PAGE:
Toward the end of 2018, it became evident that the technology I used while traveling was woefully inadequate. I had a first-generation iPad Mini to watch movies or TV shows on the plane and an 11-inch MacBook Air from 2011 to write on for our blog while on a plane or in a hotel room.
I replaced the battery in the MacBook to try and preserve its life and did a full format and reinstall of macOS High Sierra to remove anything that was slowing it down. Still, I could only have a few tabs open on Safari or no more than a few programs open before it started to get sluggish.
As for the iPad Mini, it had reached that point where the newest iOS will no longer update. That also meant I could no longer update any apps, except those that still made versions that worked on such an ancient device. I got a constant lag when streaming video, even with a strong WiFi connection.
It was time to upgrade.
I wanted to stay with Apple products. That decision was based on Sharon’s experience when getting a Chromebook. While it works fine for most functions, there are some inherent problems when dealing with Google’s Chrome OS. I have my own problems with Apple but at least it’s only one mega-conglomerate I need to deal with.
That left me with two options. The first choice was to get a new MacBook or MacBook Air for blog work and then get a new iPad to use for watching movies and simple internet functions when going on short overnight trips.
The second option was getting a new iPad Pro. It would be great for watching movies or streaming TV and I could use it as my computer when traveling. All of Apple’s promotions touted this as a laptop replacement.
I went to Best Buy and checked out the options. The MacBook Airs were nice. All of them have a bigger screen than the one I was using, and were lighter and more powerful. Amazing how much progress happens in 7 years. The current iPads could run circles around the one I was currently using. The downside was that I’d have to pay over $1,000 for a MacBook and an additional $300 for a new iPad.
Instead, I could get a new iPad Pro which, at the time, cost $1,099. It would have more memory than I’d ever need for a computer I’d only use when traveling. It was lighter than the MacBook and had a better screen resolution.
Guess which one I went with?
I needed to pick up some additional accessories to make the iPad Pro function like a computer. I went with this case containing a kickstand and place for a stylus. For a stylus, I decided against the $129 Apple Pencil (because I don’t draw) and went with this $9.99 version which fits perfectly in my new case. I already had the Apple Bluetooth Keyboard but if I didn’t I would have needed to purchase one.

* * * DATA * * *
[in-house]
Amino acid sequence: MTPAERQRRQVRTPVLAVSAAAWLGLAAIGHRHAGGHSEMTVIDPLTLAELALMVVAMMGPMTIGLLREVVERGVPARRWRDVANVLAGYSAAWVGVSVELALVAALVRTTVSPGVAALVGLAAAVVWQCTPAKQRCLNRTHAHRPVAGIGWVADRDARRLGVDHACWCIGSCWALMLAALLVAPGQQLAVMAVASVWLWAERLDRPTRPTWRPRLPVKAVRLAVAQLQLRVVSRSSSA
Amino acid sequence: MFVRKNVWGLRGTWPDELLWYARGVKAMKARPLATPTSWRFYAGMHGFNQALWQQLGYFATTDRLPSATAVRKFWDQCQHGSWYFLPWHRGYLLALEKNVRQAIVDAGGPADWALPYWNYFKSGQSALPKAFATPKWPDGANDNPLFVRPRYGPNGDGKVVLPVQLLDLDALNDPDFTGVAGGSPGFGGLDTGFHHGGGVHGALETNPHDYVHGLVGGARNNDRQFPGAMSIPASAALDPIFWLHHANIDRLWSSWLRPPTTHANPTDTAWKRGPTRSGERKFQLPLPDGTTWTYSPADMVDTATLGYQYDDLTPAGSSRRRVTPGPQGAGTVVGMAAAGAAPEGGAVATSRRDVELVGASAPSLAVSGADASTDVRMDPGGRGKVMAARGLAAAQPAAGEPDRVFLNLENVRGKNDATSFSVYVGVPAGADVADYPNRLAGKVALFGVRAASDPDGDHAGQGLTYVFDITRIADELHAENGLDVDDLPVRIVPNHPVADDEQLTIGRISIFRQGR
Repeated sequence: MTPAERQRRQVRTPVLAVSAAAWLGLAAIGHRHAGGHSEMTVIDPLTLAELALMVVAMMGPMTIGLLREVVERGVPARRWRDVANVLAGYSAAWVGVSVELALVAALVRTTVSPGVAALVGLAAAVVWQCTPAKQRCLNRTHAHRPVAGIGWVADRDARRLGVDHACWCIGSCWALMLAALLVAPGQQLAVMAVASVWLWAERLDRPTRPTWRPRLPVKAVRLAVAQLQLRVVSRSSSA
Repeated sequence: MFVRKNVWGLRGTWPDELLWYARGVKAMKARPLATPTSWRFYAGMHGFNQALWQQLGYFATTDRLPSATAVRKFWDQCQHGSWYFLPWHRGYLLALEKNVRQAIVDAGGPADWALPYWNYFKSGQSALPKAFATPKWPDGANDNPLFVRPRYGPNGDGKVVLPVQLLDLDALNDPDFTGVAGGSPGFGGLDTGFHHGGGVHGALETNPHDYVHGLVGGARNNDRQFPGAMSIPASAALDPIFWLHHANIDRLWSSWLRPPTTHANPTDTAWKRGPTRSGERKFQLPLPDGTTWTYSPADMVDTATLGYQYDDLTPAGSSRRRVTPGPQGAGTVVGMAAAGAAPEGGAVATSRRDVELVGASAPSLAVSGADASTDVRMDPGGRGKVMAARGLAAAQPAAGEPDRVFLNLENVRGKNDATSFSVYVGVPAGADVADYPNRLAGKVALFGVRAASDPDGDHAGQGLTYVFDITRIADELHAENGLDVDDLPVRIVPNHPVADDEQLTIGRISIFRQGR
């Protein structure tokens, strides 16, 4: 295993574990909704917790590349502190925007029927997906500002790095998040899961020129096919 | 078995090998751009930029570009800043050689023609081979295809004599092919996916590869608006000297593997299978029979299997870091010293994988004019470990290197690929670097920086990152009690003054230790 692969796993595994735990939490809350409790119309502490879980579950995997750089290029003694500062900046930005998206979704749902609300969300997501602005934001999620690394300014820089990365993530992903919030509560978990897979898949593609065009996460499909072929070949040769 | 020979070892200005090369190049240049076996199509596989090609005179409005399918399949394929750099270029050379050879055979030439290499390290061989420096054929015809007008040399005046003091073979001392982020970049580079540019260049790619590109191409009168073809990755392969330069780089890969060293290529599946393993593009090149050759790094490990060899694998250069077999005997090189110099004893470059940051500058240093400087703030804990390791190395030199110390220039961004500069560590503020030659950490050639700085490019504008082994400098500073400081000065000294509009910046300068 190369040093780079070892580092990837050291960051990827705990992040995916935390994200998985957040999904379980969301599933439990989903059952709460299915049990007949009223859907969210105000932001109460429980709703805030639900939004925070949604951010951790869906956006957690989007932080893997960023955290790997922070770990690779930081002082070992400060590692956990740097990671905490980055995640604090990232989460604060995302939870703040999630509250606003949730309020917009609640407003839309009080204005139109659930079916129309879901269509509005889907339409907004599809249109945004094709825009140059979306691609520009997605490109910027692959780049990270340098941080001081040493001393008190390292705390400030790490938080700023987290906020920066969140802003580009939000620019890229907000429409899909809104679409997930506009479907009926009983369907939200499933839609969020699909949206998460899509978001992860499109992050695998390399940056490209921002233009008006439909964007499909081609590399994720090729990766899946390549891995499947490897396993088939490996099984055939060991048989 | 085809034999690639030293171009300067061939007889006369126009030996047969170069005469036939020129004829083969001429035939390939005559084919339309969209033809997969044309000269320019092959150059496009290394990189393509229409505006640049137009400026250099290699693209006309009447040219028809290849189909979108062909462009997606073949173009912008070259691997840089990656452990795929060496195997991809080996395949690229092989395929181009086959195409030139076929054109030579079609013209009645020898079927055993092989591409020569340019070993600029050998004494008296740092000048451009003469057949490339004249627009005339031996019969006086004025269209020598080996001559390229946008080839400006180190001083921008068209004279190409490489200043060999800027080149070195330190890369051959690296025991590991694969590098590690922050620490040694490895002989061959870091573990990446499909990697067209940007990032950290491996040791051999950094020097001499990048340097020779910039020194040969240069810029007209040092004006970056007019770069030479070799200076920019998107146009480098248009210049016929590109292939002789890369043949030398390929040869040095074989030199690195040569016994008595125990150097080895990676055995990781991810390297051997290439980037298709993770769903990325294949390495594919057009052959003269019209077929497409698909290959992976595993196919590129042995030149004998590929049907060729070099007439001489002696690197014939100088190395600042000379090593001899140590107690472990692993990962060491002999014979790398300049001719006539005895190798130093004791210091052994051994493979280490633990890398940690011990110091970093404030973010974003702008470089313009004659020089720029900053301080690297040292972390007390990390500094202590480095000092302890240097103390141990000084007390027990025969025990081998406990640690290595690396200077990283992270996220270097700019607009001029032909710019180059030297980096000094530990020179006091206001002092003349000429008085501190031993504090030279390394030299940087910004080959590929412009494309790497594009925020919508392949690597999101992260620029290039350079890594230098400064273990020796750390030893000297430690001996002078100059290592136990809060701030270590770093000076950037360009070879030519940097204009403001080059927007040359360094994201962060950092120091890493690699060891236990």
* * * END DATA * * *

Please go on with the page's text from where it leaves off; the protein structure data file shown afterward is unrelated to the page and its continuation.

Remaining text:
So. what do I think of the iPad Pro? Can it replace my ancient MacBook Air?
Oh, sure it’s faster than the MacBook but I just can’t get used to working on it. Maybe that’s me or maybe the technology hasn’t caught up to make it as functional as it needs to be. Here’s what I feel after using it for over 9 months.
The resolution on the screen is wonderful and the iOS interface is similar to my iPhone so there was only a little learning curve. It did take a while to install all of the iPad apps but that’s something I’d have to do with any new computer.
Since I’m working with apps instead of websites for many functions, the response time is significantly faster. Things like TripIt, airline and hotel apps and even email using Apple Mail run faster on the iPad than they do on even my iMac.
I love watching Netflix or Amazon Video on the iPad Pro.
Some of the basic negatives were resolved rather easily.
The first one I realized when I went to sync the Ipad Pro to my computer. The only cable included with the iPad is a USB-C to Lightning connector. Since I only have USB connectors on my iMac, I needed to get a new cable. When I did, I think I bought a charging cable and not a data connection so to date I’ve never been able to connect the iPad Pro to my iMac, which isn’t such a big deal now that everything is stored in the cloud.